SBA Releases Guidance on PPP Good Faith Need Certification

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On May 13, 2020, the Small Business Administration (“SBA”) updated its Frequently Asked Questions on the Paycheck Protection Program (“PPP”) loans with a new Question 46 regarding a borrower’s certification that its PPP loan request is “necessary to support [its] ongoing operations” in light of the “current economic uncertainty” (such certification, the “Need Certification”).

Safe Harbor for PPP Loans under $2 million

Question 46 creates a safe harbor for PPP loans of less than $2 million.  Any borrower that, together with its affiliates (as determined pursuant to pre-existing guidance on affiliation rules applicable to these PPP loans), has received PPP loan(s) with an original principal amount of less than $2 million will be deemed to have made the Need Certification in good faith.  In justifying this safe harbor, the SBA explained that it is intended to provide those borrowers to which it applies with additional economic certainty as to their PPP loans and, in light of the high demand for these PPP loans, to enable the SBA to focus its audit resources on larger PPP loans.

PPP Loans Greater Than $2 million

For those borrowers that, together with their respective affiliates, received PPP loans greater than $2 million,[1] no safe harbor rule applies.  Such a borrower must assess its own unique circumstances to determine if it can, in good faith, make the Need Certification, particularly in light of pre-existing guidance, which, in relevant part, provides that a borrower must take into account its “current business activity and [its] ability to access other sources of liquidity sufficient to support [its] ongoing operations in a manner that is not significantly detrimental to the business.”[2]  Question 46 does not provide any further insight into how the SBA will review each borrower’s relevant facts and circumstances in making the Need Certification.

In the event that the SBA determines that a borrower “lacked an adequate basis” for making the Need Certification, the SBA will seek for that borrower to repay the outstanding PPP loan balance and, moreover, will inform that borrower’s lender that its PPP loan is not eligible for forgiveness.  The borrower will be given the opportunity to repay the PPP loan after receiving this notification from the SBA, and, so long as the borrower repays its loan, the SBA provides that it will not pursue further administrative enforcement or refer the matter to other agencies (such as, for example, the U.S. Department of Justice).   Notably, while guidance in Question 46 provides that the SBA will not refer a borrower to another agency for prosecution, nothing in Question 46 would bar a third party from bringing a qui tam lawsuit under the False Claims Act against such a borrower, to the extent applicable.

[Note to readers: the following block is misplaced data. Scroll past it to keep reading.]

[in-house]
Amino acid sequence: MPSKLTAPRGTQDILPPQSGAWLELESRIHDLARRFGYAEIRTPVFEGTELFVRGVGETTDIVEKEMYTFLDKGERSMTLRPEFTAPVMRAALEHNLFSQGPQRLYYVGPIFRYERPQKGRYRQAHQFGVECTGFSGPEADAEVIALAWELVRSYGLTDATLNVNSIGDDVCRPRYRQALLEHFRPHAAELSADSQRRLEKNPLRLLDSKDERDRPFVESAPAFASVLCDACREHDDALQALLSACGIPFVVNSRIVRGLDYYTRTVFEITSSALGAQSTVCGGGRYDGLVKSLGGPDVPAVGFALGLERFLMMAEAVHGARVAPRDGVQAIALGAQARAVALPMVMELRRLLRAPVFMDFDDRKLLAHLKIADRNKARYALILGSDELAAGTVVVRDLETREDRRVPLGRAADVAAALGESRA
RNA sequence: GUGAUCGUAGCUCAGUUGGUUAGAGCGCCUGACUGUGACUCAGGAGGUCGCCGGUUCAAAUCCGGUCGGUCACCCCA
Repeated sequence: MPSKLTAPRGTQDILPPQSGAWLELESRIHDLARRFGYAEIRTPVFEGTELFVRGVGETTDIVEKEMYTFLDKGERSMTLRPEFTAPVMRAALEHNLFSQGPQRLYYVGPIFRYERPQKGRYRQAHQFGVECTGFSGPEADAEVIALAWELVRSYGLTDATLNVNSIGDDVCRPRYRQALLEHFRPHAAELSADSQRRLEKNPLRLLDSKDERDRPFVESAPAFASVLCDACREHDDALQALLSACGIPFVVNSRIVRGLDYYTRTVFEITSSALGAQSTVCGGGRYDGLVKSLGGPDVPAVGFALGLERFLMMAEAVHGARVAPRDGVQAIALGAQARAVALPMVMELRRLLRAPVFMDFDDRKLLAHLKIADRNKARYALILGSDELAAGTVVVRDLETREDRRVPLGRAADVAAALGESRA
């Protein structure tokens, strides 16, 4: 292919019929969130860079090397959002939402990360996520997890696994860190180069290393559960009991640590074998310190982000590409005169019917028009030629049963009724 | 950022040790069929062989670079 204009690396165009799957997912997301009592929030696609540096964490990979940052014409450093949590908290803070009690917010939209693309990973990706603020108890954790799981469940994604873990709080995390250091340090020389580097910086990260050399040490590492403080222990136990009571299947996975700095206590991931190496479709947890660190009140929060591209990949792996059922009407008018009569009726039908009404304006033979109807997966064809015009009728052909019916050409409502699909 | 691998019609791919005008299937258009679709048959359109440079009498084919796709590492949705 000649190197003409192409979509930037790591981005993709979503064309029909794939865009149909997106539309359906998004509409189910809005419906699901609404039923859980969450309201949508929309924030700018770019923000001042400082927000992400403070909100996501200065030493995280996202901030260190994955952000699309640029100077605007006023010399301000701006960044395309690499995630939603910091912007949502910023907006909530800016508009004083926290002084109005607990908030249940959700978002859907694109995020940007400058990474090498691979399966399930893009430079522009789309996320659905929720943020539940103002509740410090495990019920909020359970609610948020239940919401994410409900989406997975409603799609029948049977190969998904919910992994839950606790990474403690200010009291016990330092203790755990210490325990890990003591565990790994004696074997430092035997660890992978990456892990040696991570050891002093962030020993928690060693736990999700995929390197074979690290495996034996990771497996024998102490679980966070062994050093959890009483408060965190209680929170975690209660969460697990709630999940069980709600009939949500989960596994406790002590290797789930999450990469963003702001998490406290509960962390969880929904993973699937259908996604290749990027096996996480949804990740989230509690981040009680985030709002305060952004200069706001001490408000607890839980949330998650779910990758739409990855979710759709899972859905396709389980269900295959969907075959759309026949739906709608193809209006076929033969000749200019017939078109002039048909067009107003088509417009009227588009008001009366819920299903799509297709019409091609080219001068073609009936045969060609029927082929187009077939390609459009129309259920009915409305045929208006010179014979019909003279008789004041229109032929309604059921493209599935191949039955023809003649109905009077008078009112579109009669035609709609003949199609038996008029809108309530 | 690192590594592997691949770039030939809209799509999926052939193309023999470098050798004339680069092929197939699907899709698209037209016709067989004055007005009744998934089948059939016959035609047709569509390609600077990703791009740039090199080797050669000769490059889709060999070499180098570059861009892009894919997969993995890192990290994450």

The new guidance in Question 46 comes one day before the termination of the separate safe harbor period in which borrowers who had received PPP loan funds may repay those funds in full and be presumed to have made the Need Certification in good faith.  More information on this separate safe harbor period and other aspects of these PPP loans may be found here.

 

[1] Due to unclear drafting, it is uncertain whether the SBA intends that the safe harbor should apply to PPP loans of $2 million.  It is clear that loans of less than $2 million are entitled to the safe harbor, and it is also clear that loans of greater than $2 million are not entitled to the safe harbor.

[2] See Questions 31 and 37 of the Frequently Asked Questions.

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DISCLAIMER: Because of the generality of this update, the information provided herein may not be applicable in all situations and should not be acted upon without specific legal advice based on particular situations.

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